DeQuervain’s Tenosynovitis aka Mommy’s thumb

DeQuervain’s tenosynovitis is inflammation of the tendon sheath that makes up the 1st dorsal compartment of the wrist, usually resulting in thumb side of wrist pain, sometimes along the forearm. There are 6 dorsal compartments at the back of the wrist which the wrist and digit extensor tendons pass through to reach their destinations. The first dorsal compartment houses the Abductor Pollicis Longus (APL) and Extensor Pollicis Brevis (EPB) tendons which assist in moving the thumb.

Often overuse of the 1st dorsal compartment and repetitive movement patterns can create inflammation around the tendon. Especially for new mothers who are lifting and picking up their newborns and holding sustained positions for nursing; thus, giving DeQuervain’s the additional nick name “Mommy’s Thumb”.

Other daily activities that can lead to inflammation and DeQuervain’s over time include opening jars, cutting with scissors, playing piano or other instruments, doing needlework and more. Basically, overdoing any activity can cause inflammation and muscle irritation!

Fortunately, there are several treatment options and more often do not require surgical treatment.

  • Rest with application of heat packs or cold packs
  • Corticosteroids and NSAIDs for inflammation
  • Therapeutic ultrasound or infrared light therapy
  • Hand therapy treatment including stretching, soft tissue mobilization, active and passive motion, strengthening once pain is decreased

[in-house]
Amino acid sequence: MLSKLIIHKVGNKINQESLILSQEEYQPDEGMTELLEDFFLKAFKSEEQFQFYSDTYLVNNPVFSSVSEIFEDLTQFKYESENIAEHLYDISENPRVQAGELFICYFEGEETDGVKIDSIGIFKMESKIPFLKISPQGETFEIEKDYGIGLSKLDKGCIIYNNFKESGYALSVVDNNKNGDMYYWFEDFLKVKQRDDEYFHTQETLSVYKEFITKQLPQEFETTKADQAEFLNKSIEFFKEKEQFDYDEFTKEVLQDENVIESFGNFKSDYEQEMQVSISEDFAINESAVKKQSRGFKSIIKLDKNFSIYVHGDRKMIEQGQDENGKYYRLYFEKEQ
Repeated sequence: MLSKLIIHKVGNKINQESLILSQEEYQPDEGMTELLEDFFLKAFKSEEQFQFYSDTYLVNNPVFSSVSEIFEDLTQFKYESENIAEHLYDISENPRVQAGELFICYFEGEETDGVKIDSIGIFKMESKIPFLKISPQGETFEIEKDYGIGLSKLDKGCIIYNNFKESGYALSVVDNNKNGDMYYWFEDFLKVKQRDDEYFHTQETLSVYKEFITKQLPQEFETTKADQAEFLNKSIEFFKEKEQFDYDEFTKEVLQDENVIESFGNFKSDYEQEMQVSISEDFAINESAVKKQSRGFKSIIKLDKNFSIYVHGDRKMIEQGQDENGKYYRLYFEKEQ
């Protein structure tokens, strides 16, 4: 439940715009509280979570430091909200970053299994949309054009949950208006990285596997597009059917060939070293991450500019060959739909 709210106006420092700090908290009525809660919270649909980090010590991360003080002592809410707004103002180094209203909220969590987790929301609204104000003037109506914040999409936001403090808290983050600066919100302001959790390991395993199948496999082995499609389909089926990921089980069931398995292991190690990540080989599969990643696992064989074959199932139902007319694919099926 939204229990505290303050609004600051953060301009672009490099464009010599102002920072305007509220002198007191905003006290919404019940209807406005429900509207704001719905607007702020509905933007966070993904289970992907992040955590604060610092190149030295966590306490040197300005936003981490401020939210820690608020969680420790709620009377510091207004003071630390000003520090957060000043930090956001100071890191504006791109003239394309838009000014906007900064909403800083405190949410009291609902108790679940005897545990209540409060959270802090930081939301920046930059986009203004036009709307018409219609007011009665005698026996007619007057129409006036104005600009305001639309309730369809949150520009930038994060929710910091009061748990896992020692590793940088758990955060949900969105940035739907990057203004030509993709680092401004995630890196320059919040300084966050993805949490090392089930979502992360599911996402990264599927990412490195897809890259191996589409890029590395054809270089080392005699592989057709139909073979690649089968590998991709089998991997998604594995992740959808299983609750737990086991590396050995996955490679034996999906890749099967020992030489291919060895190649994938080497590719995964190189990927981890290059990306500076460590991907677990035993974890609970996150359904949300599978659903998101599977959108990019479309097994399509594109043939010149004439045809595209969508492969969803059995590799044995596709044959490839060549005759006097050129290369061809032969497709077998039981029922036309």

• Body mechanics and ergonomics training
  • Custom or prefabricated orthotic devices for immobilization

Surgical Treatment options

  • Steroid injection for pain and inflammation management
  • 1st dorsal compartment release

Great, how does this affect me every day?
Wonderful question, I thought you’d never ask! Addressing tendinitis and tenosynovitis is rooted in the way you have moved for YEARS. You thought this would be an easy answer? Over time the body learns ways to move more quickly, and be lazier resulting in compensatory movement patterns that rely on weaker, smaller muscles. This is why after years and years of moving the same way with no issue, finally your muscles have had enough and are letting you know with pain. Now retraining movement patterns is a conscious effort that will result in less pain, swelling and weakness!

Assess your work station set up. Maybe COVID 19 has resulted in working from home at your kitchen counter or table. Monitor your wrist position.

Instead of reaching for heavy objects, such as a water pitcher or gallon of milk with one hand. Use two! Distribute the weight and force through more muscles.

ch7, pg 509

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